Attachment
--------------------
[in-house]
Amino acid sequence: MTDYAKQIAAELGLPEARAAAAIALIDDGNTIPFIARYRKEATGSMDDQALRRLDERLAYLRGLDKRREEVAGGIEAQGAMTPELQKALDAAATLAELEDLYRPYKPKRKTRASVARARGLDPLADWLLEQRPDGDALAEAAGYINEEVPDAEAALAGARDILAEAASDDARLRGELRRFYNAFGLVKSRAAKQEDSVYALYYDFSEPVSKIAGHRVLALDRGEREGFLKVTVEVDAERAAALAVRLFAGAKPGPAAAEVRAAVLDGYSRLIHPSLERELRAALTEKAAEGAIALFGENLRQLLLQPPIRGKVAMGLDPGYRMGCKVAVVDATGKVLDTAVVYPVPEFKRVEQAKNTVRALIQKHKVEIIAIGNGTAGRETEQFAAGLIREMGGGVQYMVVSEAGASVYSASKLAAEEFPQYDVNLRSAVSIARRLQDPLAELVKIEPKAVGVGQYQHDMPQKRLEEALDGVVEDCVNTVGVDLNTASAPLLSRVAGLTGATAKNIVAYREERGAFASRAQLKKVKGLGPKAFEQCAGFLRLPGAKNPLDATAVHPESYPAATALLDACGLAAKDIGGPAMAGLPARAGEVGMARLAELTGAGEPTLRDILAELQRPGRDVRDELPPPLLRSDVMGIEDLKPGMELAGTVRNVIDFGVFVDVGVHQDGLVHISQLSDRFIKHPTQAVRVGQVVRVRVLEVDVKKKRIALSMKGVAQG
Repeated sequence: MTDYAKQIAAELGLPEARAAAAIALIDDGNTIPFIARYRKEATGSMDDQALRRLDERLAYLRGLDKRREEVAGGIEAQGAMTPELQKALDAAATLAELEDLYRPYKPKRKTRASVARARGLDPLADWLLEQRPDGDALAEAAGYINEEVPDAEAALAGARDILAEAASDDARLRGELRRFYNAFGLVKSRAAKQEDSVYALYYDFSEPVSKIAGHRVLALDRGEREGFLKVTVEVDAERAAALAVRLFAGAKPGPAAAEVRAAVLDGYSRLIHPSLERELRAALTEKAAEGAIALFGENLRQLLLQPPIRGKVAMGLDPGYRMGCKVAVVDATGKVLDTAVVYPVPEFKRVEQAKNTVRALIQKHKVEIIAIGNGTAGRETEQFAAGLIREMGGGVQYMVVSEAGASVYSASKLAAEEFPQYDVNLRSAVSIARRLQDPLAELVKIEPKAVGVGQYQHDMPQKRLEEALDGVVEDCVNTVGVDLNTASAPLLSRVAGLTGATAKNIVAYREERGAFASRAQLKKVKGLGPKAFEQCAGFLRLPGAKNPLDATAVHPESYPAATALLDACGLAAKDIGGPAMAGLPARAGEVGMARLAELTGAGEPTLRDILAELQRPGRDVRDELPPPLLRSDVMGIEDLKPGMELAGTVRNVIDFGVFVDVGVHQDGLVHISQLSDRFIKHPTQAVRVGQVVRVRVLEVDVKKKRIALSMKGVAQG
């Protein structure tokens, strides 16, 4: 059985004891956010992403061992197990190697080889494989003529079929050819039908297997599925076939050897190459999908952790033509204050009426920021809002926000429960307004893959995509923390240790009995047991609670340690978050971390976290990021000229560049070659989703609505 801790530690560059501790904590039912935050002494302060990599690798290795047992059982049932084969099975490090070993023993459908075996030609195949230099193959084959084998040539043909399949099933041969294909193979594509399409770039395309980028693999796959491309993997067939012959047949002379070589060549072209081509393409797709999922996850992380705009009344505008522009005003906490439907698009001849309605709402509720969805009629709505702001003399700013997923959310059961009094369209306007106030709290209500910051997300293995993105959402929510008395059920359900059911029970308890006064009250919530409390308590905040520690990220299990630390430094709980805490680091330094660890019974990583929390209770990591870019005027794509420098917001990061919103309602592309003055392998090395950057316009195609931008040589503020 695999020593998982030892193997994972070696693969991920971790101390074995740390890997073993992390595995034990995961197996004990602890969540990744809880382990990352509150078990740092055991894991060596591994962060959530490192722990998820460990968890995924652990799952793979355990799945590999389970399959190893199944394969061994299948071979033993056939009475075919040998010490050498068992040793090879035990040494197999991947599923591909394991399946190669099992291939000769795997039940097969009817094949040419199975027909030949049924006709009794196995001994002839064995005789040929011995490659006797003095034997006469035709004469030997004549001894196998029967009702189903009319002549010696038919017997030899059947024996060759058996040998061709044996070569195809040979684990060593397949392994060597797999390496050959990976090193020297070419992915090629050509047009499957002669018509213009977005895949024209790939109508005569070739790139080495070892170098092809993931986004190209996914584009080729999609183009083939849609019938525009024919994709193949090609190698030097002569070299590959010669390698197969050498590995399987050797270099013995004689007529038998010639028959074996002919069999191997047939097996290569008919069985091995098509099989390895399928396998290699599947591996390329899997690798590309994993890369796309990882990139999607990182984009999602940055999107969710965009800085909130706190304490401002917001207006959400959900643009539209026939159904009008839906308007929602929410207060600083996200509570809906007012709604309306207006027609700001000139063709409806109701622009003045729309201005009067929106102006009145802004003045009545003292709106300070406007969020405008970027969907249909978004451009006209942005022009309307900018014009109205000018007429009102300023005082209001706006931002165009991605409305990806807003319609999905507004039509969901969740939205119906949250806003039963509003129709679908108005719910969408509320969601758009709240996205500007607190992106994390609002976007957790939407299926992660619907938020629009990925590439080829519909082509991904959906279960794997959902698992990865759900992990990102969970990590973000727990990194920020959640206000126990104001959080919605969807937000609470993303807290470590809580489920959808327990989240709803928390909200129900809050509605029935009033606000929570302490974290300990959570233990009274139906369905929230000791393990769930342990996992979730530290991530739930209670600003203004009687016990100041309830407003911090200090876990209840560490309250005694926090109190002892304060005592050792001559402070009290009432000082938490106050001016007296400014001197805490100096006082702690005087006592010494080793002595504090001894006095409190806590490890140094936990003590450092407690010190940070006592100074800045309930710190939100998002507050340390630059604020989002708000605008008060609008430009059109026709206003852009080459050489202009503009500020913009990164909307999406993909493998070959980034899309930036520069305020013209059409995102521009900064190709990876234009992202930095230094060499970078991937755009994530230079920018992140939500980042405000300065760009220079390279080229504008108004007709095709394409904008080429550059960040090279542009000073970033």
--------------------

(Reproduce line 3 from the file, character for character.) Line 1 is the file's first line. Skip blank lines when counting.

Repeated sequence: MTDYAKQIAAELGLPEARAAAAIALIDDGNTIPFIARYRKEATGSMDDQALRRLDERLAYLRGLDKRREEVAGGIEAQGAMTPELQKALDAAATLAELEDLYRPYKPKRKTRASVARARGLDPLADWLLEQRPDGDALAEAAGYINEEVPDAEAALAGARDILAEAASDDARLRGELRRFYNAFGLVKSRAAKQEDSVYALYYDFSEPVSKIAGHRVLALDRGEREGFLKVTVEVDAERAAALAVRLFAGAKPGPAAAEVRAAVLDGYSRLIHPSLERELRAALTEKAAEGAIALFGENLRQLLLQPPIRGKVAMGLDPGYRMGCKVAVVDATGKVLDTAVVYPVPEFKRVEQAKNTVRALIQKHKVEIIAIGNGTAGRETEQFAAGLIREMGGGVQYMVVSEAGASVYSASKLAAEEFPQYDVNLRSAVSIARRLQDPLAELVKIEPKAVGVGQYQHDMPQKRLEEALDGVVEDCVNTVGVDLNTASAPLLSRVAGLTGATAKNIVAYREERGAFASRAQLKKVKGLGPKAFEQCAGFLRLPGAKNPLDATAVHPESYPAATALLDACGLAAKDIGGPAMAGLPARAGEVGMARLAELTGAGEPTLRDILAELQRPGRDVRDELPPPLLRSDVMGIEDLKPGMELAGTVRNVIDFGVFVDVGVHQDGLVHISQLSDRFIKHPTQAVRVGQVVRVRVLEVDVKKKRIALSMKGVAQG